If I could redesign my kitchen, besides the usual upgrades one would install in a worn, old kitchen, I would be tempted to widen space to include comfy sofas, because it seems the kitchen is where folks usually gather when they visit.
We usually stand around in the kitchen or even sit in the floor while we cook the food and get ready to serve a meal. Pleasant aromas arise while we greet each other, serve iced tea, ask about each other’s day, listen to the latest adventures.
A great deal of our social time (business lunches, friend dates, family discussion, new relationships) occurs while sharing a meal together. Since we all have to eat, and on a regular basis, meal time can become a precious memory—making treasure to be lovingly prepared for—to purposefully entice and engage heart-felt conversation that strengthens relationships.
A friend (Ben Fike) recently quipped, “The family that gnaws on bones together—stays together.”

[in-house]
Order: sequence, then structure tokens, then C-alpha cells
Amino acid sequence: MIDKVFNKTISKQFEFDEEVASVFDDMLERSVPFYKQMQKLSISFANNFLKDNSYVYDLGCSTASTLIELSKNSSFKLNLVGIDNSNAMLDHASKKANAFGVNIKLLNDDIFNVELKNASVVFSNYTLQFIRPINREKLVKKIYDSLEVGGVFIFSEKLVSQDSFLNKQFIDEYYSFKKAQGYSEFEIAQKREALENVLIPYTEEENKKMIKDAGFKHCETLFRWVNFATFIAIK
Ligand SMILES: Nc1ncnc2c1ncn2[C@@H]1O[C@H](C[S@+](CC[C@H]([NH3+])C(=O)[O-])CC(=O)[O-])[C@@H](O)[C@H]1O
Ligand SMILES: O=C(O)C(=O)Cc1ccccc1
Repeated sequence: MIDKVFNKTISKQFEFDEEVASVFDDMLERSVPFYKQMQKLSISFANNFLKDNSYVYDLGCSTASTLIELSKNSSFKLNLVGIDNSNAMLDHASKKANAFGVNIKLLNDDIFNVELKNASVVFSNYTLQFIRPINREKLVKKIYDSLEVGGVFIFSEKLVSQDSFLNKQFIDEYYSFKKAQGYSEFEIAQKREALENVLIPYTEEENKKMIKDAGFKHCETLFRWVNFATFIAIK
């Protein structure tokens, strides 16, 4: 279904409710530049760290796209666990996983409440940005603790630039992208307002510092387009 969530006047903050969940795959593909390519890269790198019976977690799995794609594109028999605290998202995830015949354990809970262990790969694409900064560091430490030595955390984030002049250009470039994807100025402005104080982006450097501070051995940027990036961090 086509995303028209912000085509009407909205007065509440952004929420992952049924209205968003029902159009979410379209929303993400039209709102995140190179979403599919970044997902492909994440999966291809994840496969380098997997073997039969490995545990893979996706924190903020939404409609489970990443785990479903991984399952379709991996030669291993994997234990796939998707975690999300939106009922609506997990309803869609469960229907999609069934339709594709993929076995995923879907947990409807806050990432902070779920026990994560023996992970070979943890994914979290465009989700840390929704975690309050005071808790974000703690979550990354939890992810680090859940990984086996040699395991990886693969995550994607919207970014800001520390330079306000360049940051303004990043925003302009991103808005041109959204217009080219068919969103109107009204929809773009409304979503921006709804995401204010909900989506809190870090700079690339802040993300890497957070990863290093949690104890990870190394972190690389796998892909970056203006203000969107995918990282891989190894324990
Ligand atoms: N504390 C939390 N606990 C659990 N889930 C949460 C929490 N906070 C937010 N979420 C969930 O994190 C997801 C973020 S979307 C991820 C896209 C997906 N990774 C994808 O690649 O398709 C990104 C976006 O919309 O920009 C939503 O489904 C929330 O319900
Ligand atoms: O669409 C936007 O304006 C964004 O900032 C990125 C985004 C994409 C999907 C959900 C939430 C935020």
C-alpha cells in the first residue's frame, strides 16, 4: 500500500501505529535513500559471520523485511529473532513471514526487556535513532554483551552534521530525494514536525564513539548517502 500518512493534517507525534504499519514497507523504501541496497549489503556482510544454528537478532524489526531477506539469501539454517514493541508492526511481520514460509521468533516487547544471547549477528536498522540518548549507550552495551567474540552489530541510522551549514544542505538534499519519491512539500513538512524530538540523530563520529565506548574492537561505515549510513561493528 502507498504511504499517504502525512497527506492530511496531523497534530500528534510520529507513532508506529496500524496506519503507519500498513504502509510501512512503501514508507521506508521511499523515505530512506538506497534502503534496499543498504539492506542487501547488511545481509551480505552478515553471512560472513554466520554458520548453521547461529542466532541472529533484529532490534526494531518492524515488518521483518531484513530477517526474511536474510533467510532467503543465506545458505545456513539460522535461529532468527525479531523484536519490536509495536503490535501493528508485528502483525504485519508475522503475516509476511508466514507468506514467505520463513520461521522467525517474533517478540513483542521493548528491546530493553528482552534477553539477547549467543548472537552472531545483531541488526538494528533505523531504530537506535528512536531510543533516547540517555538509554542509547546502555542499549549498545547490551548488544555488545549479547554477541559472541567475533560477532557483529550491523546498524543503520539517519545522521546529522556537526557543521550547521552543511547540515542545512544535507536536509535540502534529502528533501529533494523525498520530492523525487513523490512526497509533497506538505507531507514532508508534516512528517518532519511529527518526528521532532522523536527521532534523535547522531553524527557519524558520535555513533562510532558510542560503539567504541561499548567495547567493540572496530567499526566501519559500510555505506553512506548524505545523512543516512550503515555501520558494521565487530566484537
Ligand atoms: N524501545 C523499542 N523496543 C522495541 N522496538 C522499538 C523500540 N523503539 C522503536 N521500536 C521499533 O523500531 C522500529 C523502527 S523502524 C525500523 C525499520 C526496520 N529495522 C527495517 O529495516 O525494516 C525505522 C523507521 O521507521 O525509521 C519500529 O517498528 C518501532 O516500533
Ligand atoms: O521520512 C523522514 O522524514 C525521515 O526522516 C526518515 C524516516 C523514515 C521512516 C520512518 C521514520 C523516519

Restaurants are nice, but they are noisy, full of interruptions, and are designed to get you in—and out—FAST. In our rushed society, the art of hospitality seems to get lost. People don’t have time to clean their house and don’t want to invite people in to see their mess.
Recently someone told me that hospitality is a powerful weapon—that invites people in, draws hearts to linger, to rest, to open up—to be filled with not only food, but acceptance and love. Just welcoming someone into your home to feed them from the abundance of your own life disarms the enemies of loneliness, despair, or insecurity. Give, and you receive much more back.
I want my home and life to be a safe haven where people want to return, because they feel embraced, soothed, and nurtured. A little time and effort goes a long way. Gooey, fresh, homemade chocolate chip cookies tear down walls.
Plush sofas could also be a very nice touch.What’s Cooking in Your Kitchen, Besides Food?